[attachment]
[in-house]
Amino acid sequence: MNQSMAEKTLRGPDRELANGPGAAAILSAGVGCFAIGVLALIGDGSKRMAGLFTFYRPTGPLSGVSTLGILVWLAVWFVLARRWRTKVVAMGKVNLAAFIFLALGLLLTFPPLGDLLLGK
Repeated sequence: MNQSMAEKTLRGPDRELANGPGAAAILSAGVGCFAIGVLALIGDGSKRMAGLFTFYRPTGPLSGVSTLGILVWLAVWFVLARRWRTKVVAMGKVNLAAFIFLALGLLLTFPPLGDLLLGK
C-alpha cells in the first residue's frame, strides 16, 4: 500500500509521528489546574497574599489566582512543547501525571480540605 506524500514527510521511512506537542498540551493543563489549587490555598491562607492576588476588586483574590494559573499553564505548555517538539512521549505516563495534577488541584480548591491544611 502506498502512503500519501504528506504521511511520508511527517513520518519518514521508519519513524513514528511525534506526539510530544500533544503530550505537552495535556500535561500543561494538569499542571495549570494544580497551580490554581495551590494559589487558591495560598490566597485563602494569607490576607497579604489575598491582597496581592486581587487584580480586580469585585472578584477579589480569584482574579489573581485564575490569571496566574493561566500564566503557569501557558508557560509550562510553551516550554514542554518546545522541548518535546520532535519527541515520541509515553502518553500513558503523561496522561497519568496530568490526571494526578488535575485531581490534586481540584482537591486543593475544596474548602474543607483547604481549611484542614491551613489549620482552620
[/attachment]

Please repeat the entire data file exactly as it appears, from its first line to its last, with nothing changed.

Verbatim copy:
[in-house]
Amino acid sequence: MNQSMAEKTLRGPDRELANGPGAAAILSAGVGCFAIGVLALIGDGSKRMAGLFTFYRPTGPLSGVSTLGILVWLAVWFVLARRWRTKVVAMGKVNLAAFIFLALGLLLTFPPLGDLLLGK
Repeated sequence: MNQSMAEKTLRGPDRELANGPGAAAILSAGVGCFAIGVLALIGDGSKRMAGLFTFYRPTGPLSGVSTLGILVWLAVWFVLARRWRTKVVAMGKVNLAAFIFLALGLLLTFPPLGDLLLGK
C-alpha cells in the first residue's frame, strides 16, 4: 500500500509521528489546574497574599489566582512543547501525571480540605 506524500514527510521511512506537542498540551493543563489549587490555598491562607492576588476588586483574590494559573499553564505548555517538539512521549505516563495534577488541584480548591491544611 502506498502512503500519501504528506504521511511520508511527517513520518519518514521508519519513524513514528511525534506526539510530544500533544503530550505537552495535556500535561500543561494538569499542571495549570494544580497551580490554581495551590494559589487558591495560598490566597485563602494569607490576607497579604489575598491582597496581592486581587487584580480586580469585585472578584477579589480569584482574579489573581485564575490569571496566574493561566500564566503557569501557558508557560509550562510553551516550554514542554518546545522541548518535546520532535519527541515520541509515553502518553500513558503523561496522561497519568496530568490526571494526578488535575485531581490534586481540584482537591486543593475544596474548602474543607483547604481549611484542614491551613489549620482552620